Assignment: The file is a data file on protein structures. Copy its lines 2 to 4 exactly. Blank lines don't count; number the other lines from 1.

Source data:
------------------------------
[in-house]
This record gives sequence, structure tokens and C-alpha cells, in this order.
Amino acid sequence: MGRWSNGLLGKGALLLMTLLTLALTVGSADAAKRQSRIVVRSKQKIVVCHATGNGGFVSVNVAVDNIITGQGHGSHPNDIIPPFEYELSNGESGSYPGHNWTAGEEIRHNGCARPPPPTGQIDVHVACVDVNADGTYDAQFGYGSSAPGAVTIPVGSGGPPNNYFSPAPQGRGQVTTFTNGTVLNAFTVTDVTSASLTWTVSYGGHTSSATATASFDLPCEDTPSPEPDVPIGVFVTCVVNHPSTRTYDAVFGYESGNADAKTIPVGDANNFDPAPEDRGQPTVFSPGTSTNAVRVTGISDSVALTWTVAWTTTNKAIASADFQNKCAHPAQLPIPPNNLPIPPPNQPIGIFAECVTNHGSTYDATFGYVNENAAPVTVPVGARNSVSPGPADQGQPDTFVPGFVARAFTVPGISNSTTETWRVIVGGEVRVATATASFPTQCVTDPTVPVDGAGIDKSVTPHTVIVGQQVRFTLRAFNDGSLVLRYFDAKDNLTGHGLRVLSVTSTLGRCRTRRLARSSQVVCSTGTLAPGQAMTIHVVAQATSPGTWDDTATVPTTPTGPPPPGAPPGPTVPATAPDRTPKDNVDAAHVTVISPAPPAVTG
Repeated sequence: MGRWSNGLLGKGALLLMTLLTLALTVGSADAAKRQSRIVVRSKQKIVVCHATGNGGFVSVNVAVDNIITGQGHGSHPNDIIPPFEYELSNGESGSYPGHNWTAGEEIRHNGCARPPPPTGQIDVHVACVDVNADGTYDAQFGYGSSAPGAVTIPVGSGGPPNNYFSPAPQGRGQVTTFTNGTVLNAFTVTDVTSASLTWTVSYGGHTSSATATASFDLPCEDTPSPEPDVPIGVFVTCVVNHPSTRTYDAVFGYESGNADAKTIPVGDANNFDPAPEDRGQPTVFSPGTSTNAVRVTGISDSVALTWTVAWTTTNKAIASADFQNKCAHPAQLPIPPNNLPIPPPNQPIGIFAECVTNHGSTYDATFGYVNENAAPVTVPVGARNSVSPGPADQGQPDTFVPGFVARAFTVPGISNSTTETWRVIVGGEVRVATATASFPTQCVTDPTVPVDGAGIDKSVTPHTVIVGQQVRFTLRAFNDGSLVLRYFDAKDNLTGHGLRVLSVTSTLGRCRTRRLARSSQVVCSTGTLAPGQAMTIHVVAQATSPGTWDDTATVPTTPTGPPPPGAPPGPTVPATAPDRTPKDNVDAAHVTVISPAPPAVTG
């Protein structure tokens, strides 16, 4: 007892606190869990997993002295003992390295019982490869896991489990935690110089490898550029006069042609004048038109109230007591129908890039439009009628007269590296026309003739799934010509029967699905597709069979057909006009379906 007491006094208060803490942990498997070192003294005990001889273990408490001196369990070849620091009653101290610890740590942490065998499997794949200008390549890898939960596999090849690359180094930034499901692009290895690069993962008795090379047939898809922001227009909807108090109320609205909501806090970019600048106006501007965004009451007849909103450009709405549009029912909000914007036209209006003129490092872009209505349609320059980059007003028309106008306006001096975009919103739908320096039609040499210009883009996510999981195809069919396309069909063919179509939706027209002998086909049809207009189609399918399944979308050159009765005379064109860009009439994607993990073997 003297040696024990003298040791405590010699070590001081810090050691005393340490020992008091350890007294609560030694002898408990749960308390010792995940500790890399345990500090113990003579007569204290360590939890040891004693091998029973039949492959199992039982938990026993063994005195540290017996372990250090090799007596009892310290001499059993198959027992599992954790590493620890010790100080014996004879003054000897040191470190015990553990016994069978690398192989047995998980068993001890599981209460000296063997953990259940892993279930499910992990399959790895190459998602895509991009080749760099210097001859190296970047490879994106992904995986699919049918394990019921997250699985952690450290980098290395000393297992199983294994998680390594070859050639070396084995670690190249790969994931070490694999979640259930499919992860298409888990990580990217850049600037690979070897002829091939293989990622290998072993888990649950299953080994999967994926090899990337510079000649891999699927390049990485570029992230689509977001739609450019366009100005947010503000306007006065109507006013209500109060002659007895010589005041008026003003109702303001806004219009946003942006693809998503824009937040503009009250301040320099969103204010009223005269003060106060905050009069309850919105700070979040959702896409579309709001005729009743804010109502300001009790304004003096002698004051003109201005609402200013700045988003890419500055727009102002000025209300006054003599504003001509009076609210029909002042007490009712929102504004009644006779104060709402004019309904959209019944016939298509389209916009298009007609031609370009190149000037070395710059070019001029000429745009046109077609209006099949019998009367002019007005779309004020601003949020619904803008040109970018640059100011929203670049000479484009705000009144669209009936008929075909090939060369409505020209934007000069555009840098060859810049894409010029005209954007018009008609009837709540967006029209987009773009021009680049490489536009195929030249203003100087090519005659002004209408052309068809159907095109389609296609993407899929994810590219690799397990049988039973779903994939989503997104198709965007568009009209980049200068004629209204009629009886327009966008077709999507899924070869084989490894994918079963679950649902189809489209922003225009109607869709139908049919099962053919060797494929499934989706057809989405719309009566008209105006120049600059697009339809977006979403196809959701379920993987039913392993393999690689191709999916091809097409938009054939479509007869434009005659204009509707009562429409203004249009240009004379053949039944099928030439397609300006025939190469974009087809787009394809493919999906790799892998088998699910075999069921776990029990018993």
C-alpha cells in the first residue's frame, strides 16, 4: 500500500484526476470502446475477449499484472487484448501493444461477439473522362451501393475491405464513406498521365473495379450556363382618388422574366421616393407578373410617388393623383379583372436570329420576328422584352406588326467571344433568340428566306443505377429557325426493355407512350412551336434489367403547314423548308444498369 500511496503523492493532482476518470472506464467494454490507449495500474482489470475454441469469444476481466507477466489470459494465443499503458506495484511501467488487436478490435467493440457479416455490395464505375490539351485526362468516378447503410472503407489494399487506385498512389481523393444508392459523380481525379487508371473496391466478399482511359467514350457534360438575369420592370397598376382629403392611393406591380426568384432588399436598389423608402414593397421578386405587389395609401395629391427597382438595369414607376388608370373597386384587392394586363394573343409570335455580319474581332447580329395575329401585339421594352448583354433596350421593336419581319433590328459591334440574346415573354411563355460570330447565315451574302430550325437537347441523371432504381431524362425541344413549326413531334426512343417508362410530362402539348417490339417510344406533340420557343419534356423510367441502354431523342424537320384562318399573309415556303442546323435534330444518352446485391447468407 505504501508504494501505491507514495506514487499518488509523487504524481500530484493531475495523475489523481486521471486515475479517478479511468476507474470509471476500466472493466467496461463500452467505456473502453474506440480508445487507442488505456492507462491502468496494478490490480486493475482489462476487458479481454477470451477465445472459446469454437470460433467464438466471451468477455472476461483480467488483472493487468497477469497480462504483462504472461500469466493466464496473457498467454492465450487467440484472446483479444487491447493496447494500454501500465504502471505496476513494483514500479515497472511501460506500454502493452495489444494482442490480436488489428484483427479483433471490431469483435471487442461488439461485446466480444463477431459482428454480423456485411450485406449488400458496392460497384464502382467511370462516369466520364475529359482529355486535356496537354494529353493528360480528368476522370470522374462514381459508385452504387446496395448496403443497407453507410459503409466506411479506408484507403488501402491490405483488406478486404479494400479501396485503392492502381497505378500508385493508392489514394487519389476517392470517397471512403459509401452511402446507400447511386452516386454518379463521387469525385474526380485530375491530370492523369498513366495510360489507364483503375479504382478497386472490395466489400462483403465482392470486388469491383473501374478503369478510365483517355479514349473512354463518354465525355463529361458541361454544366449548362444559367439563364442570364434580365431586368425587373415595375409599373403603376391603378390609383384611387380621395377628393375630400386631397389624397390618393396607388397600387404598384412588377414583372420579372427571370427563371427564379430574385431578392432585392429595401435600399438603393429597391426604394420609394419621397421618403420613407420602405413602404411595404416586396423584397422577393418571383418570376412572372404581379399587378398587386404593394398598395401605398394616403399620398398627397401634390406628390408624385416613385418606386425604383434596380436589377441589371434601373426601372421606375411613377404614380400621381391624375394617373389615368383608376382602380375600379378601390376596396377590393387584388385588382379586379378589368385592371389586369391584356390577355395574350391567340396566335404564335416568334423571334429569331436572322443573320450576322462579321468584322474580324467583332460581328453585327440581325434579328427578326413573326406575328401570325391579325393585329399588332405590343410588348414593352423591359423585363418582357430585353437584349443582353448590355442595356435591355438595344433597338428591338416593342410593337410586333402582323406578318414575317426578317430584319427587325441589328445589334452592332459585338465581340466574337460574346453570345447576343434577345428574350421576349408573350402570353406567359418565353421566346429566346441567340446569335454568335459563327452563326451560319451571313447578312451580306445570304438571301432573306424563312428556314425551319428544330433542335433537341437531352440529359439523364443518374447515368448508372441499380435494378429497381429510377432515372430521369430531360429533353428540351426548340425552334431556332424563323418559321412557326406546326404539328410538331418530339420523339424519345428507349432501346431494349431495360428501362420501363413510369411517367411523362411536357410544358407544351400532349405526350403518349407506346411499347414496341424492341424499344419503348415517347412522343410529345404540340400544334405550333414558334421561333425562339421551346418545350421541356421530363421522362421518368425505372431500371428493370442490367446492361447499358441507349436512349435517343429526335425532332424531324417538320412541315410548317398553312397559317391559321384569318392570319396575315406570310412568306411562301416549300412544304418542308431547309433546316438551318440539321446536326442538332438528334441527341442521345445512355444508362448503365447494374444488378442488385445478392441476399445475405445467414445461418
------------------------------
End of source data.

This record gives sequence, structure tokens and C-alpha cells, in this order.
Amino acid sequence: MGRWSNGLLGKGALLLMTLLTLALTVGSADAAKRQSRIVVRSKQKIVVCHATGNGGFVSVNVAVDNIITGQGHGSHPNDIIPPFEYELSNGESGSYPGHNWTAGEEIRHNGCARPPPPTGQIDVHVACVDVNADGTYDAQFGYGSSAPGAVTIPVGSGGPPNNYFSPAPQGRGQVTTFTNGTVLNAFTVTDVTSASLTWTVSYGGHTSSATATASFDLPCEDTPSPEPDVPIGVFVTCVVNHPSTRTYDAVFGYESGNADAKTIPVGDANNFDPAPEDRGQPTVFSPGTSTNAVRVTGISDSVALTWTVAWTTTNKAIASADFQNKCAHPAQLPIPPNNLPIPPPNQPIGIFAECVTNHGSTYDATFGYVNENAAPVTVPVGARNSVSPGPADQGQPDTFVPGFVARAFTVPGISNSTTETWRVIVGGEVRVATATASFPTQCVTDPTVPVDGAGIDKSVTPHTVIVGQQVRFTLRAFNDGSLVLRYFDAKDNLTGHGLRVLSVTSTLGRCRTRRLARSSQVVCSTGTLAPGQAMTIHVVAQATSPGTWDDTATVPTTPTGPPPPGAPPGPTVPATAPDRTPKDNVDAAHVTVISPAPPAVTG
Repeated sequence: MGRWSNGLLGKGALLLMTLLTLALTVGSADAAKRQSRIVVRSKQKIVVCHATGNGGFVSVNVAVDNIITGQGHGSHPNDIIPPFEYELSNGESGSYPGHNWTAGEEIRHNGCARPPPPTGQIDVHVACVDVNADGTYDAQFGYGSSAPGAVTIPVGSGGPPNNYFSPAPQGRGQVTTFTNGTVLNAFTVTDVTSASLTWTVSYGGHTSSATATASFDLPCEDTPSPEPDVPIGVFVTCVVNHPSTRTYDAVFGYESGNADAKTIPVGDANNFDPAPEDRGQPTVFSPGTSTNAVRVTGISDSVALTWTVAWTTTNKAIASADFQNKCAHPAQLPIPPNNLPIPPPNQPIGIFAECVTNHGSTYDATFGYVNENAAPVTVPVGARNSVSPGPADQGQPDTFVPGFVARAFTVPGISNSTTETWRVIVGGEVRVATATASFPTQCVTDPTVPVDGAGIDKSVTPHTVIVGQQVRFTLRAFNDGSLVLRYFDAKDNLTGHGLRVLSVTSTLGRCRTRRLARSSQVVCSTGTLAPGQAMTIHVVAQATSPGTWDDTATVPTTPTGPPPPGAPPGPTVPATAPDRTPKDNVDAAHVTVISPAPPAVTG